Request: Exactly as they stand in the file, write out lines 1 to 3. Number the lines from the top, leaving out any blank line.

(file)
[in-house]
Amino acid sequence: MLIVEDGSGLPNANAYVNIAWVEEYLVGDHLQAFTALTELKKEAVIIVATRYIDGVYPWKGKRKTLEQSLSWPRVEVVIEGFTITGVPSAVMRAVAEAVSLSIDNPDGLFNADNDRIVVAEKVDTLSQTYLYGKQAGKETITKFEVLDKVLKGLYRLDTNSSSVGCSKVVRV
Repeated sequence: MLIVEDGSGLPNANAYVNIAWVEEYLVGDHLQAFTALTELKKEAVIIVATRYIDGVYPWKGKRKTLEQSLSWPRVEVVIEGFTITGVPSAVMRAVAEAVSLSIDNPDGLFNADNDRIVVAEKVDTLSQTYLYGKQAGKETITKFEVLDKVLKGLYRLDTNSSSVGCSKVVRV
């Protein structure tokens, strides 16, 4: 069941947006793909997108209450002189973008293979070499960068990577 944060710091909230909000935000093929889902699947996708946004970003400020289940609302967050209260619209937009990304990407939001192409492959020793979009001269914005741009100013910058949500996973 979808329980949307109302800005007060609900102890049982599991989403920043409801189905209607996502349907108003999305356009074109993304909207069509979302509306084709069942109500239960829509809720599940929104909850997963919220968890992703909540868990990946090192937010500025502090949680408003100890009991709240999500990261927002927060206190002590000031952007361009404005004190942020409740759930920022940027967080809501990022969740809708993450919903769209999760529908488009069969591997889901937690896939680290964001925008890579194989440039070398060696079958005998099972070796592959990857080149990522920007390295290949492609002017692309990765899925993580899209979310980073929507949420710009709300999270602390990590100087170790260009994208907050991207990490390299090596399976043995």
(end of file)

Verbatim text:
[in-house]
Amino acid sequence: MLIVEDGSGLPNANAYVNIAWVEEYLVGDHLQAFTALTELKKEAVIIVATRYIDGVYPWKGKRKTLEQSLSWPRVEVVIEGFTITGVPSAVMRAVAEAVSLSIDNPDGLFNADNDRIVVAEKVDTLSQTYLYGKQAGKETITKFEVLDKVLKGLYRLDTNSSSVGCSKVVRV
Repeated sequence: MLIVEDGSGLPNANAYVNIAWVEEYLVGDHLQAFTALTELKKEAVIIVATRYIDGVYPWKGKRKTLEQSLSWPRVEVVIEGFTITGVPSAVMRAVAEAVSLSIDNPDGLFNADNDRIVVAEKVDTLSQTYLYGKQAGKETITKFEVLDKVLKGLYRLDTNSSSVGCSKVVRV